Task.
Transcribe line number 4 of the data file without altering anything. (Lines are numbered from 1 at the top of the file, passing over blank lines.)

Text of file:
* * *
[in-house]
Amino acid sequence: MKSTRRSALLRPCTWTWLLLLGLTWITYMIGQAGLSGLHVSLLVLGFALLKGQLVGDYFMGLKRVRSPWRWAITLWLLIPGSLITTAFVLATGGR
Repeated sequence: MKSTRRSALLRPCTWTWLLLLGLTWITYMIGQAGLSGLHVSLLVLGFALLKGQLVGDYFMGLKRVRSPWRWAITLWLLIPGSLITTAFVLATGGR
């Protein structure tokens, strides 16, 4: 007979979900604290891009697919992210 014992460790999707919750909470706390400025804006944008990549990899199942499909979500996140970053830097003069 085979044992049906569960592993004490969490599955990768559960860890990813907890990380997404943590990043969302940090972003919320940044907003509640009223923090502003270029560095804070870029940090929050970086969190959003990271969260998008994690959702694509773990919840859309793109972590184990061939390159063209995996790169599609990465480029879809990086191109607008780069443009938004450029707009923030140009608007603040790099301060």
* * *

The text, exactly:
């Protein structure tokens, strides 16, 4: 007979979900604290891009697919992210 014992460790999707919750909470706390400025804006944008990549990899199942499909979500996140970053830097003069 085979044992049906569960592993004490969490599955990768559960860890990813907890990380997404943590990043969302940090972003919320940044907003509640009223923090502003270029560095804070870029940090929050970086969190959003990271969260998008994690959702694509773990919840859309793109972590184990061939390159063209995996790169599609990465480029879809990086191109607008780069443009938004450029707009923030140009608007603040790099301060």